I grew up in Port-au-Prince, Haiti. My parents never went to college nor had they ever traveled around the world. They knew and taught me that if you put in the level of time, care, dedication, and attention to accomplishing your work, no matter what it was, you could and would achieve it. Speaking in Creole, my parents always told me, “Plant the seeds now, work now and you will reap the benefits.” I was fortunate enough to be born in a family that embodied these values. Because of them, I grew intimately to know what hard work and perseverance meant.
In 2000, my entire neighborhood of Route de Frere, Port-au-Prine, where I had grown up, was unjustly forced out by government police from our homes and our land. To make matters worst, that day also happened to be my father’s birthday. Afterward, we spent a few years moving around to different homes that were not ours. We knew our plans to remain in Haiti had deeply atrophied because of it. With a political coup d’état in the Spring of 2004, ensuing economic and social upheaval followed throughout the capital even many months after. My family made the final decision to move and immigrate to the United States in the Fall for better opportunities, to start over, and to take a stab at this American Dream.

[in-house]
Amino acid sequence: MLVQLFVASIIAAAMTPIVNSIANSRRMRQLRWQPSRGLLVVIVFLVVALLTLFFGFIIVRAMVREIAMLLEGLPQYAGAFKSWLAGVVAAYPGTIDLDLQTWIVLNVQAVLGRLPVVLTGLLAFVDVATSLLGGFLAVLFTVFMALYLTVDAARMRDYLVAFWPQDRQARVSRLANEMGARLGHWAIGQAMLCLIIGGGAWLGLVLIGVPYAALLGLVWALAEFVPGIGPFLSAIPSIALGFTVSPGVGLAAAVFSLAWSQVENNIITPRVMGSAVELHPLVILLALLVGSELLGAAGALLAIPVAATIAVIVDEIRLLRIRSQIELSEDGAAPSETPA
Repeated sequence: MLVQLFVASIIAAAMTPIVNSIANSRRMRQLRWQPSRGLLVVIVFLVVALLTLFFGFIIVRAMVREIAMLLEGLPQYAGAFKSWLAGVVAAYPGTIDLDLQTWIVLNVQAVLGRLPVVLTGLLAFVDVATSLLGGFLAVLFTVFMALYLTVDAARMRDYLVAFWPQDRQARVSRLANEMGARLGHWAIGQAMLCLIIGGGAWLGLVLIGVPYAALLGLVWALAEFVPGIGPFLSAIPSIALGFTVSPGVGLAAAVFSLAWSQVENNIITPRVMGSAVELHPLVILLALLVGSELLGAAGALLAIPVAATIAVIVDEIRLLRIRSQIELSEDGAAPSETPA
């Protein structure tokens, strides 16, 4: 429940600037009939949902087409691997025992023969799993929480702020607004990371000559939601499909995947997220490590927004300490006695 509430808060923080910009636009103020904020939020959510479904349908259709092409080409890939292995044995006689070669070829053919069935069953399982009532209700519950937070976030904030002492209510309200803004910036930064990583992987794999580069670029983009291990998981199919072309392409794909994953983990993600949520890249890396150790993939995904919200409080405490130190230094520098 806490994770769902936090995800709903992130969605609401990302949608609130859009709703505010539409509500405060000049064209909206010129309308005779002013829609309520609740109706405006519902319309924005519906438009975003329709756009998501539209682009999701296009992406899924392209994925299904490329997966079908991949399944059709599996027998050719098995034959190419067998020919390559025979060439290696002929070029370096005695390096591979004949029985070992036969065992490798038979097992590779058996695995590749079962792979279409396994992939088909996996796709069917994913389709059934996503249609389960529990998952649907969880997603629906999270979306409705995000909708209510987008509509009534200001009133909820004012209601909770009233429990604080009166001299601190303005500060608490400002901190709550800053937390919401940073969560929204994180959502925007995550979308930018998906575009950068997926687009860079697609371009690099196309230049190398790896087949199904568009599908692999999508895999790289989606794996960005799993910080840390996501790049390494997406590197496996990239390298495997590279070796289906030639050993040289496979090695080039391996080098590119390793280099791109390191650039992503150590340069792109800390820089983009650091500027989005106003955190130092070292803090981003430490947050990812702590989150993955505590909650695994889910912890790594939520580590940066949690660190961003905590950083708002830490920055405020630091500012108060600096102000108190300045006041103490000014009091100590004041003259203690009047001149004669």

When I moved to the United States, I barely knew the English language, and neither did my parents or brothers, but perseverance was arched in my consciousness and theirs. If we did just that, the impossible would always become possible. Attending college at Florida State University, I naturally gravitated to International Relations. I then went on to get my masters in Conflict Transformation at the Center for Justice and Peacebuilding (where I met co- founder Bshara).
I am at a crossroads in my life; this side project of building this creative community comes at a time of deep realization that I have nothing to lose but everything to gain by helping many more people than I thought possible. I know it’s risky, I know that 90 percent of startups fail, I know that I don’t have the technical skills, and I am not exactly sure what I am doing either, I’ve never done something like this before. I am learning and unlearning as I go, we are both learning and unlearning as we go. I know one thing for sure: the cost of not doing this is high for us and we won’t know until we try. Follow our journey here candidly as this side project evolves and our plans to jump start this creative community and collaborative marketplace.